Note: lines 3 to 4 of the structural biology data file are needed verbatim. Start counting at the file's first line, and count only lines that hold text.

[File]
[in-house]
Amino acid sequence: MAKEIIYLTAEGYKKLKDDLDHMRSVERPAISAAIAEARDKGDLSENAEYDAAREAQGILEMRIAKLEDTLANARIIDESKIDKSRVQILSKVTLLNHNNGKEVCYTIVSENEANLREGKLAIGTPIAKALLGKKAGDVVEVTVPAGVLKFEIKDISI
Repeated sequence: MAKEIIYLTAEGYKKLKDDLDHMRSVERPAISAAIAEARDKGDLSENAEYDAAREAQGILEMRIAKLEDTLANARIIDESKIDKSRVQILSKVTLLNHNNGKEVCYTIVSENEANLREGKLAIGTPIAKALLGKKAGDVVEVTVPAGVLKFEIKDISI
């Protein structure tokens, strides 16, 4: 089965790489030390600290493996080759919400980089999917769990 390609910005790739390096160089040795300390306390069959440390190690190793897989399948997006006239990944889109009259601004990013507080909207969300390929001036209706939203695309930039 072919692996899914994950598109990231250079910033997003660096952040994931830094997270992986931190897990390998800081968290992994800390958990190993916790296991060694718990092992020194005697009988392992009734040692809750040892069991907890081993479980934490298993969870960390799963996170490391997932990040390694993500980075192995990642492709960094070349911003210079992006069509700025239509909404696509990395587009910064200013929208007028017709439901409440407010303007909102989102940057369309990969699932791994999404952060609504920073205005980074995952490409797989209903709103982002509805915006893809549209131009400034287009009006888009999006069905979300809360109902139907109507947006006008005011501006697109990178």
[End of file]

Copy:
Repeated sequence: MAKEIIYLTAEGYKKLKDDLDHMRSVERPAISAAIAEARDKGDLSENAEYDAAREAQGILEMRIAKLEDTLANARIIDESKIDKSRVQILSKVTLLNHNNGKEVCYTIVSENEANLREGKLAIGTPIAKALLGKKAGDVVEVTVPAGVLKFEIKDISI
């Protein structure tokens, strides 16, 4: 089965790489030390600290493996080759919400980089999917769990 390609910005790739390096160089040795300390306390069959440390190690190793897989399948997006006239990944889109009259601004990013507080909207969300390929001036209706939203695309930039 072919692996899914994950598109990231250079910033997003660096952040994931830094997270992986931190897990390998800081968290992994800390958990190993916790296991060694718990092992020194005697009988392992009734040692809750040892069991907890081993479980934490298993969870960390799963996170490391997932990040390694993500980075192995990642492709960094070349911003210079992006069509700025239509909404696509990395587009910064200013929208007028017709439901409440407010303007909102989102940057369309990969699932791994999404952060609504920073205005980074995952490409797989209903709103982002509805915006893809549209131009400034287009009006888009999006069905979300809360109902139907109507947006006008005011501006697109990178």